Ukraine's Jamala celebrates as she wins the Eurovision Song Contest final with her song '1944' in Stockholm, Sweden, May 15, 2016.AP
In many respects, Jamala’s politically charged victory at this year’s Eurovision song contest on May 14 bodes ill for the future of the event. Since its inauguration in 1956, the competition has earnestly avoided social commentary. For instance, there have been no Bosnian songs about genocide or Irish ditties about British oppression. Nor have we seen Israelis crooning about the Holocaust or Cypriots taking aim at Turkey.
Yet an analysis of this year’s voting patterns suggests that the current political distrust between Kiev and Moscow is largely restricted to both country’s elites. While national juries, nominated by state TV, showed no love to their rivals, the Russian public gave Ukraine 10 points, second only to Armenia. Meanwhile, Ukrainian voters handed a maximum 12 to Russia.
This contradicts the media and government narrative in Kiev of a permanent estrangement between the two countries. It also weakens some Russian chronicles of militant Russophobia in Ukraine.
In the end, this year’s Eurovision became something of a repeat of the 2000 American presidential election. Like Al Gore, Russia won the popular vote. Yet, Ukraine pulled a George Bush and claimed victory on the delegate count. All we were missing were some hanging chads.
Coming so soon after Russia’s annexation of/reunification with (delete according to prejudice) Crimea, the ethnic background of the winner filled the headlines. Jamala is half Crimean Tatar and half Armenian. She was born in Kyrgyzstan. Yet she evidently identifies as Ukrainian. Her winning song, “1944,” was about a vicious deportation launched by a Georgian, who controlled a state of which Russia was the largest constituent part.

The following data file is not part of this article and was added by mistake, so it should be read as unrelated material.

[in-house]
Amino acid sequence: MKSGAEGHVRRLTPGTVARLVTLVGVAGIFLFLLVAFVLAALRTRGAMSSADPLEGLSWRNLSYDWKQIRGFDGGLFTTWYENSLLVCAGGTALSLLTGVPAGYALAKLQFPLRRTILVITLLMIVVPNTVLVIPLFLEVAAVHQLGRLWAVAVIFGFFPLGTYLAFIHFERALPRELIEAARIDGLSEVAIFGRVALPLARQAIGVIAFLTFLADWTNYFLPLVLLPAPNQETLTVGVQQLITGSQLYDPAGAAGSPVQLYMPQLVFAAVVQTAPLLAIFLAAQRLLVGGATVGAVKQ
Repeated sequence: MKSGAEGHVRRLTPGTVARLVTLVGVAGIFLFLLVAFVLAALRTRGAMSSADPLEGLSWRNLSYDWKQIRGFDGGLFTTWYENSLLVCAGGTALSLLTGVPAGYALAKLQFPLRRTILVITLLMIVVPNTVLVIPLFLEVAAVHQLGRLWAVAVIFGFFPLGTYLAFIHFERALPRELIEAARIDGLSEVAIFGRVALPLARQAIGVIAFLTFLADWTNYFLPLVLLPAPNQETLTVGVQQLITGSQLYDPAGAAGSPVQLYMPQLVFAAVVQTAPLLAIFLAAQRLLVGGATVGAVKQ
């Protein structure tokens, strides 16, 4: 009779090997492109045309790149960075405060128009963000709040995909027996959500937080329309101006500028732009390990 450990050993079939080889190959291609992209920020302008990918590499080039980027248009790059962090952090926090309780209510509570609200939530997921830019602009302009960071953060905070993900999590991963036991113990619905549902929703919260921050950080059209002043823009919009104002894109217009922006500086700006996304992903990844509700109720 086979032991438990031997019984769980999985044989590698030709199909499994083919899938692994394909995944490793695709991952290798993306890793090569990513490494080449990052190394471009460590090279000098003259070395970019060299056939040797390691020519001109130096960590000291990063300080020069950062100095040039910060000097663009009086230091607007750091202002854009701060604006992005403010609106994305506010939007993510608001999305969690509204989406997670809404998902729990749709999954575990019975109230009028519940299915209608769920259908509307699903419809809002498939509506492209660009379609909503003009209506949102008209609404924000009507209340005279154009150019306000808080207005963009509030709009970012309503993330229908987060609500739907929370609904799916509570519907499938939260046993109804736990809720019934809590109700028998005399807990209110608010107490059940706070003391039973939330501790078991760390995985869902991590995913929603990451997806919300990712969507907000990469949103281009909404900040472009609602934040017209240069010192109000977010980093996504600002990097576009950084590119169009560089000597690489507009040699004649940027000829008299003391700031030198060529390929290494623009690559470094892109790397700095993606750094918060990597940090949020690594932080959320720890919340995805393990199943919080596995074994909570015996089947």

Jamala herself has admitted “1944” is something of a protest against Russian rule in Crimea. That said, her dislike of Russia obviously doesn't cut too deep. On New Year's Eve 2015, she was more than happy to perform at a club in Russia’s Black Sea resort of Sochi.
If this sounds very complicated, it’s because history in the former USSR and Eastern Bloc can be a very messy business. And ideals and loyalties are rarely black and white. For a Crimean Tatar, 1944 is their “zero hour” as it represents when Stalin scattered their forefathers to the wind.
Yet for many Poles, for example, 1944 sparks recollections of Soviet indifference in the face of the Warsaw uprising that year, when the Red Army stood by and watched as the Nazis crushed the rebellion. Some other Polish people, meanwhile, remember 1944 for the massacres in Volhynia and Eastern Galicia (present-day Western Ukraine), when at least 100,000 Poles were slaughtered by Ukrainian nationalists. Their leader, Stepan Bandera, is now regarded as a national hero by the post-Maidan regime in Kiev.
At the same time, for an American or Brit, 1944 invokes thoughts of the D-Day landings. The French associate the year with the liberation of Paris. Meanwhile, Russians know that 1944 was the year when the last Nazi troops were removed from Soviet soil.
In Stockholm, the home of ABBA, Eurovision may have met its Waterloo. Now that politics have been allowed into the equation, the competition may eat itself. What’s to stop Ireland from entering a “rebel song” next year commemorating the famine under British rule, seen by some historians as genocide? Or who could now object if Russia showed up in Kiev with a ballad addressing the 2014 Odessa fire – which may have been an organized massacre?
Jamala wasn’t the public’s choice. It’s pretty clear that national juries, across Europe, supported her in order to show some solidarity to Ukraine. Once upon a time, Eurovision’s biggest headache was keeping Johnny Logan’s white suit clean, now the organisers have a new can of worms to deal with. Politics is suddenly in play.
Bryan MacDonald is a Moscow-based commentator.
The opinion of the writer may not necessarily reflect the position of RBTH or its staff.
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